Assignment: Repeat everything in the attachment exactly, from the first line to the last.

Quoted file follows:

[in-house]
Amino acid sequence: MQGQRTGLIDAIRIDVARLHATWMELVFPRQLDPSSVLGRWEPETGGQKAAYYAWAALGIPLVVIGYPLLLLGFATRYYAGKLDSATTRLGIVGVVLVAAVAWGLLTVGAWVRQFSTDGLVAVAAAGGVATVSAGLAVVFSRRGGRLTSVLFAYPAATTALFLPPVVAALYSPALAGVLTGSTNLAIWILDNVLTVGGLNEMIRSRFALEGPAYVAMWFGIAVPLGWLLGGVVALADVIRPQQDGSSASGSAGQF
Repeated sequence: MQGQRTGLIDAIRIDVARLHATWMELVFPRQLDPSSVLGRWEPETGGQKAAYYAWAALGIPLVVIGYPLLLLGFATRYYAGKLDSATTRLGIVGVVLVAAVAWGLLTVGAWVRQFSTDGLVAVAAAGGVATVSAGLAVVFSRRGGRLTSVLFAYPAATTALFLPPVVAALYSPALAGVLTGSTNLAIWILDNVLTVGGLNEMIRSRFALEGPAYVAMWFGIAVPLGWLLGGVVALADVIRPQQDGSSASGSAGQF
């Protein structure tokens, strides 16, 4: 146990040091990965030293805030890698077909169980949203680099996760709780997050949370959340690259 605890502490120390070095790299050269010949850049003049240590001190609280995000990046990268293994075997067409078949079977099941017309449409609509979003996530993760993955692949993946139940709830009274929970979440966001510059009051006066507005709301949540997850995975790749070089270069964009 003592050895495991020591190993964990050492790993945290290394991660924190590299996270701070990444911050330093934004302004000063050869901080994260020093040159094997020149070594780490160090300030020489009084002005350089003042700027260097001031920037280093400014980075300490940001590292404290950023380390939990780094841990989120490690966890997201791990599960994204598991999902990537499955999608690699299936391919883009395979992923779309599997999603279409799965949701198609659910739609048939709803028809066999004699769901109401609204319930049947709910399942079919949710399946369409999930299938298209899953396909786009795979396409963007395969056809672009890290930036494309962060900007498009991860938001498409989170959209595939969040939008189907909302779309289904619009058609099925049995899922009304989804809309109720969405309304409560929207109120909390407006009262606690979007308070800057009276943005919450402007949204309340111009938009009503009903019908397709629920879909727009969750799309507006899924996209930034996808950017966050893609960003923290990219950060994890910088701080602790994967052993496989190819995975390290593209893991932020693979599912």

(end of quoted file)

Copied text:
[in-house]
Amino acid sequence: MQGQRTGLIDAIRIDVARLHATWMELVFPRQLDPSSVLGRWEPETGGQKAAYYAWAALGIPLVVIGYPLLLLGFATRYYAGKLDSATTRLGIVGVVLVAAVAWGLLTVGAWVRQFSTDGLVAVAAAGGVATVSAGLAVVFSRRGGRLTSVLFAYPAATTALFLPPVVAALYSPALAGVLTGSTNLAIWILDNVLTVGGLNEMIRSRFALEGPAYVAMWFGIAVPLGWLLGGVVALADVIRPQQDGSSASGSAGQF
Repeated sequence: MQGQRTGLIDAIRIDVARLHATWMELVFPRQLDPSSVLGRWEPETGGQKAAYYAWAALGIPLVVIGYPLLLLGFATRYYAGKLDSATTRLGIVGVVLVAAVAWGLLTVGAWVRQFSTDGLVAVAAAGGVATVSAGLAVVFSRRGGRLTSVLFAYPAATTALFLPPVVAALYSPALAGVLTGSTNLAIWILDNVLTVGGLNEMIRSRFALEGPAYVAMWFGIAVPLGWLLGGVVALADVIRPQQDGSSASGSAGQF
């Protein structure tokens, strides 16, 4: 146990040091990965030293805030890698077909169980949203680099996760709780997050949370959340690259 605890502490120390070095790299050269010949850049003049240590001190609280995000990046990268293994075997067409078949079977099941017309449409609509979003996530993760993955692949993946139940709830009274929970979440966001510059009051006066507005709301949540997850995975790749070089270069964009 003592050895495991020591190993964990050492790993945290290394991660924190590299996270701070990444911050330093934004302004000063050869901080994260020093040159094997020149070594780490160090300030020489009084002005350089003042700027260097001031920037280093400014980075300490940001590292404290950023380390939990780094841990989120490690966890997201791990599960994204598991999902990537499955999608690699299936391919883009395979992923779309599997999603279409799965949701198609659910739609048939709803028809066999004699769901109401609204319930049947709910399942079919949710399946369409999930299938298209899953396909786009795979396409963007395969056809672009890290930036494309962060900007498009991860938001498409989170959209595939969040939008189907909302779309289904619009058609099925049995899922009304989804809309109720969405309304409560929207109120909390407006009262606690979007308070800057009276943005919450402007949204309340111009938009009503009903019908397709629920879909727009969750799309507006899924996209930034996808950017966050893609960003923290990219950060994890910088701080602790994967052993496989190819995975390290593209893991932020693979599912």